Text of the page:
Adani mine faces second High Court appeal
A SECOND group is appealing a decision handed down by the Australian High Court in the past month.
The Australian Conservation Foundation has lodged an appeal against the decision handed down by Justice John Griffiths that found the approval of Adani's Carmichael coal mine was lawful.
The action follows that of Adrian Burragubba, the senior traditional owner who ran the legal action on behalf of the Wangan and Jagalingou people of Central Queensland against Adani and the State of Queensland.
Mr Burragubba announced on September 8 that he has filed an appeal to the full bench of the Federal Court of Australia, challenging the decision of Justice John Reeves in relation to the Queensland Government's issuing of mining leases for Adani's Carmichael coal mine.
The Australian Conservation Foundation posted on Facebook today "this morning, on behalf of all Australians who love our reef, we lodged an appeal on the Federal Court's decision that found the government's approval of Adani's Carmichael coal mine lawful."
"...we don't accept that our Federal Environment Minister has the right to ignore the impact 4.6 billion tonnes of climate pollution would have on our Great Barrier Reef, just because it's too hard to measure."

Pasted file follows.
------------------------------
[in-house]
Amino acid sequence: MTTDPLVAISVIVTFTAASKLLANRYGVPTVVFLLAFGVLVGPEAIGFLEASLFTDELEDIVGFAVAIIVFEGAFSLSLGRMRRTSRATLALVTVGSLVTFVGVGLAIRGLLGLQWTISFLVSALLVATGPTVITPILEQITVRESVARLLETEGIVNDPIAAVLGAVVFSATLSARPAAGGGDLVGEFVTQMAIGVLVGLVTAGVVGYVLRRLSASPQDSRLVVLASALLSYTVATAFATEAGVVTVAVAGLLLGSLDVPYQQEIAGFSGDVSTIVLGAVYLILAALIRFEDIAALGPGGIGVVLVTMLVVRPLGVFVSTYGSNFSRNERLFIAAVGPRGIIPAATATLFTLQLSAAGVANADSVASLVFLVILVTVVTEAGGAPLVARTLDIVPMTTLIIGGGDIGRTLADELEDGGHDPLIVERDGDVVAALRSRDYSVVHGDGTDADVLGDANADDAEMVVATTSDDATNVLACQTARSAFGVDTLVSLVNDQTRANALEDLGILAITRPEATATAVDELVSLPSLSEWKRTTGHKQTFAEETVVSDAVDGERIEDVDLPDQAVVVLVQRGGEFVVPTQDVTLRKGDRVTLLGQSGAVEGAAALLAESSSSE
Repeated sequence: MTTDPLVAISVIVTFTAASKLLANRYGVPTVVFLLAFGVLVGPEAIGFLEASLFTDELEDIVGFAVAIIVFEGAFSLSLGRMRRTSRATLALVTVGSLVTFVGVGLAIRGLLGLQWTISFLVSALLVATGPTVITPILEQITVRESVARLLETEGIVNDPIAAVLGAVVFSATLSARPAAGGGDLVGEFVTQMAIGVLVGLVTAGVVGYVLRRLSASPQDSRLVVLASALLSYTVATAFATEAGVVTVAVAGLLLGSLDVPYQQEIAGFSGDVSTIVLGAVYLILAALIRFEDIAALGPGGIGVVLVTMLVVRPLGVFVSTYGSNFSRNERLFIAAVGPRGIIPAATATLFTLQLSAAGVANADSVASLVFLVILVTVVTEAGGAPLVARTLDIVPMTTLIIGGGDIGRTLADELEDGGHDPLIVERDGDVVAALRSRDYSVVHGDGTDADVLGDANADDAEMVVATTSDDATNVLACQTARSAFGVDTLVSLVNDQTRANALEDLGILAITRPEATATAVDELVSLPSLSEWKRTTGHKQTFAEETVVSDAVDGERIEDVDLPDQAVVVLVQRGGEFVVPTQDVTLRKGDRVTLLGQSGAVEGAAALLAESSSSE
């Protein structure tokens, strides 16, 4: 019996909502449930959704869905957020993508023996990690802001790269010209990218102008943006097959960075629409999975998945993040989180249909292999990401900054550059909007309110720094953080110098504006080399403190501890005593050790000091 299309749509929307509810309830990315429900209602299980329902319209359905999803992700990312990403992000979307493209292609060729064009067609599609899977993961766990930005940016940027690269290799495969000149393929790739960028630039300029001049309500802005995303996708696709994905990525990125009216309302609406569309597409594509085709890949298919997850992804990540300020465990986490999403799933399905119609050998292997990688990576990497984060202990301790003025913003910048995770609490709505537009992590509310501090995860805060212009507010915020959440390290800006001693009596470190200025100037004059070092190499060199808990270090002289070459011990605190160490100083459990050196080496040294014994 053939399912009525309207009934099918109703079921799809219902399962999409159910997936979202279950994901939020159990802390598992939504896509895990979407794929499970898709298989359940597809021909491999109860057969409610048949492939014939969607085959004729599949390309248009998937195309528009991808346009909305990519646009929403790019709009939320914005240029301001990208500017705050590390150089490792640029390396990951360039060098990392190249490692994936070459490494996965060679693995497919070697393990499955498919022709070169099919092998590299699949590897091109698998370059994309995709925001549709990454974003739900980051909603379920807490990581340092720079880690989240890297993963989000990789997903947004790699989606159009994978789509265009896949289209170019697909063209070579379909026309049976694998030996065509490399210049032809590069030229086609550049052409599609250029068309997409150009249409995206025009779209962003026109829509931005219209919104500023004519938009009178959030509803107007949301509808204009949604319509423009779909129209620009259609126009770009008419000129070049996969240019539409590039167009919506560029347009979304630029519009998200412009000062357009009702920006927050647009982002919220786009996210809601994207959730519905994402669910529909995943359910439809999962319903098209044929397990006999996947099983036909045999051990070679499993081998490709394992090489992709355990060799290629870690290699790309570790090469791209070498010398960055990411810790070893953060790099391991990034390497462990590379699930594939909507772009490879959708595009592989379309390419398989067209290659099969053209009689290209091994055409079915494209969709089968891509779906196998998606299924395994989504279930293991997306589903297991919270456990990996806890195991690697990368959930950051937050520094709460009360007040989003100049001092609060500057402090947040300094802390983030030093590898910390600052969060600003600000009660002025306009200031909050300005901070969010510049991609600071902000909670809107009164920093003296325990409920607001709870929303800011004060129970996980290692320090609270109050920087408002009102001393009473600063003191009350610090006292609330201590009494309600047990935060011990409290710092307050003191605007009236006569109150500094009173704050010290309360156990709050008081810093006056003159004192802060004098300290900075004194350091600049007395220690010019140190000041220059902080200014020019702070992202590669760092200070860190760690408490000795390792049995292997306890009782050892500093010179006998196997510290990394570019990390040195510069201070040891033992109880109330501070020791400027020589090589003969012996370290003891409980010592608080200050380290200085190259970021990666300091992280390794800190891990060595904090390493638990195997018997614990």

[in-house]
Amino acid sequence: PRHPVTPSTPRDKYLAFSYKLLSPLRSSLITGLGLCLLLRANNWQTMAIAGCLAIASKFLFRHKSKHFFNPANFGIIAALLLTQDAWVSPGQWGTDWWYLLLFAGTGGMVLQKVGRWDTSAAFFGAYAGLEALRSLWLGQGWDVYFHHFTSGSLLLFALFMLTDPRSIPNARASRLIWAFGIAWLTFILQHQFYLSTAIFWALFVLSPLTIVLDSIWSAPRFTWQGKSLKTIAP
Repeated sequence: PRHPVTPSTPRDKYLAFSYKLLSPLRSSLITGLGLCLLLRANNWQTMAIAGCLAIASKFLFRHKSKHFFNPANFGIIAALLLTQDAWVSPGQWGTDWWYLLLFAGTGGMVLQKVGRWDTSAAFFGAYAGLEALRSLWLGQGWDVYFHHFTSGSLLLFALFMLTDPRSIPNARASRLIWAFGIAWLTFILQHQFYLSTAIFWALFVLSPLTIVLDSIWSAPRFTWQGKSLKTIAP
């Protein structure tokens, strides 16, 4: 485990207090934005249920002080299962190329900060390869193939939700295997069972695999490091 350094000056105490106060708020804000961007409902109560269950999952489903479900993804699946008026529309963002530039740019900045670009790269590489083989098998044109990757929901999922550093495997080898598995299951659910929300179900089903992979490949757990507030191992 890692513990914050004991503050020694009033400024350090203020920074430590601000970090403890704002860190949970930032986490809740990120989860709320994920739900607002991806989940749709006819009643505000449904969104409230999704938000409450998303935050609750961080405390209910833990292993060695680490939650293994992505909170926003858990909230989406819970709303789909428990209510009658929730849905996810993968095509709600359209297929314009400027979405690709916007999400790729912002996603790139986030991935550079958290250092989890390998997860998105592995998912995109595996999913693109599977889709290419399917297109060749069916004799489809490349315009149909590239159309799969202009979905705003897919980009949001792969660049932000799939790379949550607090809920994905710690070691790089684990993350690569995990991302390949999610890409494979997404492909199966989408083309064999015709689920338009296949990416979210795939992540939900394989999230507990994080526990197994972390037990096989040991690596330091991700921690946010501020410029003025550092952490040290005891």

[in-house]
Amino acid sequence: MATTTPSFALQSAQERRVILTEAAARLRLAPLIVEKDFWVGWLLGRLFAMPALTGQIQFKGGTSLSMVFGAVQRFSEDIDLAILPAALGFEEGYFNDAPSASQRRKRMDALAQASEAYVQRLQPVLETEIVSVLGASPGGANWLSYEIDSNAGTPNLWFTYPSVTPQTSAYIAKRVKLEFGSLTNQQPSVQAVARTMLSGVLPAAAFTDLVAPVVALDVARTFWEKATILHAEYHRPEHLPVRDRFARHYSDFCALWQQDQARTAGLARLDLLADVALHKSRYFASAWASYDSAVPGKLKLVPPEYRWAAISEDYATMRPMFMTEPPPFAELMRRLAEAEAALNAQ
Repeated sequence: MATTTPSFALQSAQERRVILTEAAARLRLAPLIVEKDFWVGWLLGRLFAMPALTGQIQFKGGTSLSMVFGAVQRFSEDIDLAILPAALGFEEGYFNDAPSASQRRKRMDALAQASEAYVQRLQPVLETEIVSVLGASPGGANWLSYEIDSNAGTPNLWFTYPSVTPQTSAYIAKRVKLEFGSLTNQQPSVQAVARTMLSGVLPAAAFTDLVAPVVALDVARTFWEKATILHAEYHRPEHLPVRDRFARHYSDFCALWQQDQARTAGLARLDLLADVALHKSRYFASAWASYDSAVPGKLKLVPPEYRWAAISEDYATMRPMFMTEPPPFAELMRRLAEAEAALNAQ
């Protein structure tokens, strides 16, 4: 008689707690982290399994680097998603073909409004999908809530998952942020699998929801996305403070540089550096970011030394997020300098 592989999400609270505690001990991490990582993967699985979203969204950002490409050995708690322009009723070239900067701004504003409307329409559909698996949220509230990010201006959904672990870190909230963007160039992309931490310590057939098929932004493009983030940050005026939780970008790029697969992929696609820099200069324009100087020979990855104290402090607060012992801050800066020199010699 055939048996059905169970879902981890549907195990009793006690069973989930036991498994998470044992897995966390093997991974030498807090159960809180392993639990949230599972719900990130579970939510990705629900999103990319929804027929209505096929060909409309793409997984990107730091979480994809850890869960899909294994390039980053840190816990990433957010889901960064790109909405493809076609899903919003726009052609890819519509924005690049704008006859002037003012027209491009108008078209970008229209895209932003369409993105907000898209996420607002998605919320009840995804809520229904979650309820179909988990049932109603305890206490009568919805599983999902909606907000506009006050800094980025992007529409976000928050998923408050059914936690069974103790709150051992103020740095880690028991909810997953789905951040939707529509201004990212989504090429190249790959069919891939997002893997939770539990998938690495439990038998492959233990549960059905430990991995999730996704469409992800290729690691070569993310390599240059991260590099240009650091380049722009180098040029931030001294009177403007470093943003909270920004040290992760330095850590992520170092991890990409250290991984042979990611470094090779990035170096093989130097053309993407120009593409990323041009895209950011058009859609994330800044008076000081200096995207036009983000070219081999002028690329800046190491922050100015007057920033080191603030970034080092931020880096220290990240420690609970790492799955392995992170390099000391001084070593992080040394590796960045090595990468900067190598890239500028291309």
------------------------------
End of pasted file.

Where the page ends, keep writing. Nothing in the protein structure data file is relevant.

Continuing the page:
Queensland Resources Council executive officer Michael Roche has hit out at the court action.
"This is just one in a long line of anti-coal activists' attempts to delay jobs and economic growth to Queensland while pretending that a refusal to supply our coal will mean that countries like India will not simply source their coal from elsewhere," Mr Roche said.
"Once again the ACF is using the taxpayer-funded Environmental Defenders Office to put forward its fallacious argument that stopping a single coal mine in Central Queensland will influence the level of global emissions.
"We know that according to the International Energy Agency coal use continues to grow over the coming decades. Therefore we have to recognise that renewables alone will not be able to meet the world's appetite for energy and Queensland's higher quality black coal is well placed to meet a large share of that demand."
Mr Roche said the world would need a mix of energy not only to meet the demand for energy, but to measure up to agreements at COP21 in Paris last December, where nearly 200 countries submitted their commitments (known as Intended Nationally Determined Contributions or INDCs) towards keeping global temperature increases to below 2 degrees celsius.